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Apple reaches $22.5 million settlement in Nano scratch suit

Company denies wrongdoing and says it settled the class action suit filed in 2005 "to avoid burdensome and costly litigation." Payments will start at $15 to $25 per iPod Nano.

Apple has reached a $22.5 million settlement agreement in the class action iPod Nano scratch lawsuit and potential claimants began receiving settlement notices this week, according to the plaintiffs attorney.

The lawsuit, filed in October 2005 in a California Superior Court in Los Angeles County, alleges Apple's iPod Nano is prone to scratches and its alleged defects were not disclosed by the company.

A $22.5 million cash settlement agreement was reached in late October and a court has preliminarily approved the agreement, said the plaintiffs attorney. But it wasn't until this week that notices of the settlement agreement began going out to the potential pool of claimants, estimated to be a few million people.

A court hearing is scheduled for April 28 for final court approval on the settlement agreement.

Under the settlement agreement, potential claimants must have purchased an iPod Nano that was subject to scratches that affected the enjoyment of using the media player device, or impaired its operation.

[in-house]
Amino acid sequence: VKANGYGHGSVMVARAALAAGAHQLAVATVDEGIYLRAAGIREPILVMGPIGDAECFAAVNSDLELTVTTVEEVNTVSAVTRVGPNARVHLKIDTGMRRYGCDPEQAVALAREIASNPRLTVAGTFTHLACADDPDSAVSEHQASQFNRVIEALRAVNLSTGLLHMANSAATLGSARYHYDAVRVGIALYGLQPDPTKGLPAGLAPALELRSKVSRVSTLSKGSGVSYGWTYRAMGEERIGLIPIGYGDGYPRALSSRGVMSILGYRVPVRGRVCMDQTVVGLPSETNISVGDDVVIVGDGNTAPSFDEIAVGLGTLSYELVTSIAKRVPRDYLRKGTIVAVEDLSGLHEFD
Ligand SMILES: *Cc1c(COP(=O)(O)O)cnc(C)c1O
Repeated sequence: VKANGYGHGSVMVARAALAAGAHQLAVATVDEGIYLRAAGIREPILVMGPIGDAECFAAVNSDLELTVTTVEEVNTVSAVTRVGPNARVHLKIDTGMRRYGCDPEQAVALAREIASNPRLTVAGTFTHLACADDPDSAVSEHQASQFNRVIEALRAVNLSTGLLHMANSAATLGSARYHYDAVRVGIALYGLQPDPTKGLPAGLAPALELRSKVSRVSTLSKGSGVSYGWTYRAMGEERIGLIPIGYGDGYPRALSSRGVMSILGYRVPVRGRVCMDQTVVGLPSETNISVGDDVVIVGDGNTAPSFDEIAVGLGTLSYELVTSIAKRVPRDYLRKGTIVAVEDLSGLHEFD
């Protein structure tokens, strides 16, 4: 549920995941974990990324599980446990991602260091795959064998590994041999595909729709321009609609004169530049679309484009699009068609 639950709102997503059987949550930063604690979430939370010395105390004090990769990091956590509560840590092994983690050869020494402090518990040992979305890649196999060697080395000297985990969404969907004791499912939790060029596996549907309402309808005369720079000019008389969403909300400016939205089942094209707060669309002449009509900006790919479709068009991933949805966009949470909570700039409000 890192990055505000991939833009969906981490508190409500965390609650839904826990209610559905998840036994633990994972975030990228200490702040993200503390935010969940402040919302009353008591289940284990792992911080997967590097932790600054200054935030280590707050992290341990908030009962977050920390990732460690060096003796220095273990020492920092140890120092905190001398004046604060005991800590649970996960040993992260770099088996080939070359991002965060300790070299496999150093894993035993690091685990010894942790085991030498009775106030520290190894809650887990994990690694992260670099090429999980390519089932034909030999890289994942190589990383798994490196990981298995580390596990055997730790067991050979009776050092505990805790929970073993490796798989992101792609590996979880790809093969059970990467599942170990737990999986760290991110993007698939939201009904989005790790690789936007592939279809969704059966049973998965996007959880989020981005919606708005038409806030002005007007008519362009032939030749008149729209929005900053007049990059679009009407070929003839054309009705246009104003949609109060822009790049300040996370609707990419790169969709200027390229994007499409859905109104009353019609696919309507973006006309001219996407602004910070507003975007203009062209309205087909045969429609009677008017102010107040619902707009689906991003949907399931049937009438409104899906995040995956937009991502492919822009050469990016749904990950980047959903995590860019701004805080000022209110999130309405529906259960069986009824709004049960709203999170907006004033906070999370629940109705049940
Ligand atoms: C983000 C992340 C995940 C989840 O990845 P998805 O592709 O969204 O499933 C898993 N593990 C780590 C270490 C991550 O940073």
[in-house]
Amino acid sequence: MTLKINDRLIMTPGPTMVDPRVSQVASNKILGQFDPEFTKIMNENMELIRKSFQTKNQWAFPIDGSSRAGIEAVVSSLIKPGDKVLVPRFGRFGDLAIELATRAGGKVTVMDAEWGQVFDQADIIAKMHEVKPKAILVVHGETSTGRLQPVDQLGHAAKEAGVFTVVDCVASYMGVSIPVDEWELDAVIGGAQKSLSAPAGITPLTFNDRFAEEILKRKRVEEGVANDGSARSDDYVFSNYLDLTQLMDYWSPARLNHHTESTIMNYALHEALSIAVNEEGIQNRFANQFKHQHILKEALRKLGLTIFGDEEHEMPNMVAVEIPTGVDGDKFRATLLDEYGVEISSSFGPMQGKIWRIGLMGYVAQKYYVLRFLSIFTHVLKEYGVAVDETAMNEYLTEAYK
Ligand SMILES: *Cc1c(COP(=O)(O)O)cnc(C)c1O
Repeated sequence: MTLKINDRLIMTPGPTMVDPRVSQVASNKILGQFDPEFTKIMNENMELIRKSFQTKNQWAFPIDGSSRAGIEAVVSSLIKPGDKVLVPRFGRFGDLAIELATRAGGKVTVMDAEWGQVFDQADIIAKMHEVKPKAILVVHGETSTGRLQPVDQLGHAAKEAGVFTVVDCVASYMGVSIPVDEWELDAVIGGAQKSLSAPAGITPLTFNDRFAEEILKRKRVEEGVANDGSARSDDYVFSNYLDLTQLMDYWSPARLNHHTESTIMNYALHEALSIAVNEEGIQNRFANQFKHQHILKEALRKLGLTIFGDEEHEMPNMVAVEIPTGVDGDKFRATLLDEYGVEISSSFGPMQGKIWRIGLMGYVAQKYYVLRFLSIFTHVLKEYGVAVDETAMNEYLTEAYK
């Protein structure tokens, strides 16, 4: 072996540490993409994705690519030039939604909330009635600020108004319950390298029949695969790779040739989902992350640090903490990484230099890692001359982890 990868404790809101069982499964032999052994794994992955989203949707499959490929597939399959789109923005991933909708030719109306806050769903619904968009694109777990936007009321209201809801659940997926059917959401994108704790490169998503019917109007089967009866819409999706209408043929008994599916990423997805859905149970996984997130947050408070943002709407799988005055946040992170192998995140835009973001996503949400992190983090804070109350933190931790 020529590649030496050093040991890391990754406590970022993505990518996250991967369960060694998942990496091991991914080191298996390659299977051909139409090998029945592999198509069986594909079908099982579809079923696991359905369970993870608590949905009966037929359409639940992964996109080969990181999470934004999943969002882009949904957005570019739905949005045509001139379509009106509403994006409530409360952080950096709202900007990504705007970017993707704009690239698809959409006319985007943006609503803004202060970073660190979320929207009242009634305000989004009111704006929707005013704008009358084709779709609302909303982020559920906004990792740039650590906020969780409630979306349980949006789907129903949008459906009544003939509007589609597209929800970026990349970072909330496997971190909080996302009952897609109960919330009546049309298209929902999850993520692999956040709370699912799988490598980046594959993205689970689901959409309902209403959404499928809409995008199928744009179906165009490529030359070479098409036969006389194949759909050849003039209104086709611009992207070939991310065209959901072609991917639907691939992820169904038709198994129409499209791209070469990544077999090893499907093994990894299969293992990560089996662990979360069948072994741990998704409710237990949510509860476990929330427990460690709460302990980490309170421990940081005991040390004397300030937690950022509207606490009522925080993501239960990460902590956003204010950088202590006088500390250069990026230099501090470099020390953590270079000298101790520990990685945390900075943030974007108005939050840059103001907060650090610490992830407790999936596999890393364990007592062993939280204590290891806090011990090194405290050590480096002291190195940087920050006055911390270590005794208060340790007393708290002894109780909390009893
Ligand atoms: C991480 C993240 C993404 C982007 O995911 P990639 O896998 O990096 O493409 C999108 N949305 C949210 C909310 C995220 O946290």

Users who opt to file a claim may be eligible to collect one of two types of payments.

Tier one payments of $25 per iPod Nano purchased, may be distributed to claimants who did not receive a free slip case when they originally purchased their iPod Nano.

Tier two payments of $15 may be distributed to users who received a free slip case with their original iPod Nano purchase.

Those payment figures, however, may shift in one direction or the other, depending on how many users file a claim.

If there are additional funds leftover, after all tier one and two users file a claim, then the remainder will be distributed to those claimants--but that additional payout will be capped at 150 percent of the type of tier they filed under. And any money left in the fund after those additional payouts will be award to charities.

But if the number of claimants outstrips the $22.5 million fund, then the payouts will be reduced on a prorated basis.

Apple declined to comment on the settlement agreement.

However, on the lawsuit Web site, Apple denies all allegations in the lawsuit and in the class action, noting it is "entering into this settlement to avoid burdensome and costly litigation. The settlement is not an admission of wrongdoing or an indication that any law was violated."